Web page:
What Does the U.S. Food Allergen Labeling Law Really Require?

Manufacturers must clearly list eight common allergens.

Nut allergy warning on packaging
Nut allergy warning on packaging. Getty Images/Peter Dazeley/Photographer's Choice

The Food Allergen Labeling and Consumer Protection Act of 2004 (FALCPA) requires manufacturers to clearly list the eight most common food allergens on product labels.

Commonly referred to as the Food and Drug Administration (FDA) food labeling law, it also requires manufacturers to use the “common or usual name” of the allergen. For example, “egg” must be called "egg" on food labels instead of “ovalbumin.” The warning must be listed in the same size type as the rest of the ingredients on the label.

The common name must appear either:

  • in parentheses after the ingredient name. For example: “ovalbumin (egg),” or
  • after or next to the ingredient list, with the word “contains.” For example: “Contains: egg”

Exceptions to FALCPA

There are some exceptions to the law involving specific allergens.

Soy Ingredients: There are two exceptions to FALCPA that are specific to soy: manufacturers do not have to label a product "contains soy" if the product only contains refined soy oil, or if it contains soy lecithin that has been used as a release agent.

Research shows that soy proteins are present in soybean oil and soy lecithin. However, it is not clear if there is enough soy protein in these ingredients to cause a reaction in most people with soy allergies. Some people are more sensitive to soy than others, so follow your doctor's advice about these ingredients.

Raw agricultural commodities: FALCPA does not apply to "raw agricultural commodities" — fruits and vegetables in their natural state (as you would find them loose in the produce section, for example).

Therefore, these do not need to be labeled.

The law also does not cover eggs, milk, or meat, which are regulated by the U.S. Department of Agriculture, rather than by the FDA.

Because of these loopholes, raw fruits and vegetables may be sprayed with pesticides that contain allergens (most commonly, soy oil.) Raw chicken may be processed in water or broth that contains major allergens (once again, most commonly, soy, but also possibly wheat).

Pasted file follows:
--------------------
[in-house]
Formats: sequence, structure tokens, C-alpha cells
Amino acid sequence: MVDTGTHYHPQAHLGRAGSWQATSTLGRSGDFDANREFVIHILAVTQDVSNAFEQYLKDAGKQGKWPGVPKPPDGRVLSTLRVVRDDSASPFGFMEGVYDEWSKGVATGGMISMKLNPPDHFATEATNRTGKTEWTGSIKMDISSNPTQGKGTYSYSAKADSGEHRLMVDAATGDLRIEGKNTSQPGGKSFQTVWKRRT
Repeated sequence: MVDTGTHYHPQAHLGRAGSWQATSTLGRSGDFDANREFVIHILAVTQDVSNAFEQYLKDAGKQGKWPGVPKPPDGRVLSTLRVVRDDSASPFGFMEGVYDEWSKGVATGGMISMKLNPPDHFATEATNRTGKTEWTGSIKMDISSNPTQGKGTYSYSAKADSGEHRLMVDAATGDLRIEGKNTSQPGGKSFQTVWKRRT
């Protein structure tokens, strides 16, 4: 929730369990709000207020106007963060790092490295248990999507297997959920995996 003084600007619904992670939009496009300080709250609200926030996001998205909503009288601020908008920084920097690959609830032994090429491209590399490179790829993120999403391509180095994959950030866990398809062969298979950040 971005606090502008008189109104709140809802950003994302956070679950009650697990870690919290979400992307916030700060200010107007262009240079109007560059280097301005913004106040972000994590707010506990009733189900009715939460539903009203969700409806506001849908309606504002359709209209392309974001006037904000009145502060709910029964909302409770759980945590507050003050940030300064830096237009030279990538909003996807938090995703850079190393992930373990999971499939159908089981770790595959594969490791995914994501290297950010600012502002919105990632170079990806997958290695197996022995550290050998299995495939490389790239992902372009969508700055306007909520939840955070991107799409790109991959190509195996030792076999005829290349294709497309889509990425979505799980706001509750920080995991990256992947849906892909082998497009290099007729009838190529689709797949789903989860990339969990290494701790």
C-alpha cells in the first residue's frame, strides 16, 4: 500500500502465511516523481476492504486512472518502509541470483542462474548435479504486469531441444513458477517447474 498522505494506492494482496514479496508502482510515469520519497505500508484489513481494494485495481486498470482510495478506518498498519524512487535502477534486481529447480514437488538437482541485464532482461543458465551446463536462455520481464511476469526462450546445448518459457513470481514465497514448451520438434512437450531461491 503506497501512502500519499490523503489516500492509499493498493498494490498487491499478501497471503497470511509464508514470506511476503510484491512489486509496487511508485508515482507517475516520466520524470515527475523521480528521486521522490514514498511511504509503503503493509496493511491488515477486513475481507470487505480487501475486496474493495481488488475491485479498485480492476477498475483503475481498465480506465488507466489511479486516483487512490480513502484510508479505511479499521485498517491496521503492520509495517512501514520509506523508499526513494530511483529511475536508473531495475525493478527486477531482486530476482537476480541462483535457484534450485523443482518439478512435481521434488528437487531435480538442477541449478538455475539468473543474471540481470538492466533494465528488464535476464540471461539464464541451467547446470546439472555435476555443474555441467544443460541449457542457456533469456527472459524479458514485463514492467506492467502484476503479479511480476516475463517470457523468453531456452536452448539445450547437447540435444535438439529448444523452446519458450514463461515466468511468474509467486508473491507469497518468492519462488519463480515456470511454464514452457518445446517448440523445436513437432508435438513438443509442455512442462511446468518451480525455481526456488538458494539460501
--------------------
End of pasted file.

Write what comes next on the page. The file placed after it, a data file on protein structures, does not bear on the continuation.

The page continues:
Manufacturers are not required to print allergy warnings on raw chicken.

Mollusks: FALCPA defines crustacean shellfish as one of the big eight allergens, but does not include mollusks. This means manufacturers are not required to list the presence of clams, oysters, mussels, scallops or other mollusks in ingredient lists. If you are allergic to crustacean shellfish, it's likely you may have a sensitivity to mollusks as well.

What Does “May Contain” Mean?

If you see the following statements on a label, the food may be cross-contaminated with a big eight food allergen. These warnings are voluntary, so some manufacturers may not include this information. The only way to know if there is a chance of cross-contamination is to call the manufacturer of the product.

  • "may contain…"
  • "produced on shared equipment with…"
  • "produced in a facility that also processes…"

More Questions About FALCPA?

Sources:

U.S. Food and Drug Administration. Guidance for Industry: Guidance on the Labeling of Certain Uses of Lecithin Derived from Soy Under Section 403(w) of the Federal Food, Drug, and Cosmetic Act. Accessed 1/22/2011. http://www.fda.gov/Food/GuidanceComplianceRegulatoryInformation/GuidanceDocuments/FoodLabelingNutrition/ucm059065.htm

U.S. Food and Drug Administration. Guidance for Industry: Questions and Answers Regarding Food Allergens, including the Food Allergen Labeling and Consumer Protection Act of 2004 (Edition 4); Final Guidance. October 2006. Accessed 1/22/2011. http://www.fda.gov/Food/GuidanceComplianceRegulatoryInformation/GuidanceDocuments/FoodLabelingNutrition/ucm059116.htm

U.S. Food and Drug Administration. Food Allergies: What You Need to Know. Accessed 1/22/2011. http://www.fda.gov/Food/ResourcesForYou/Consumers/ucm079311.htm

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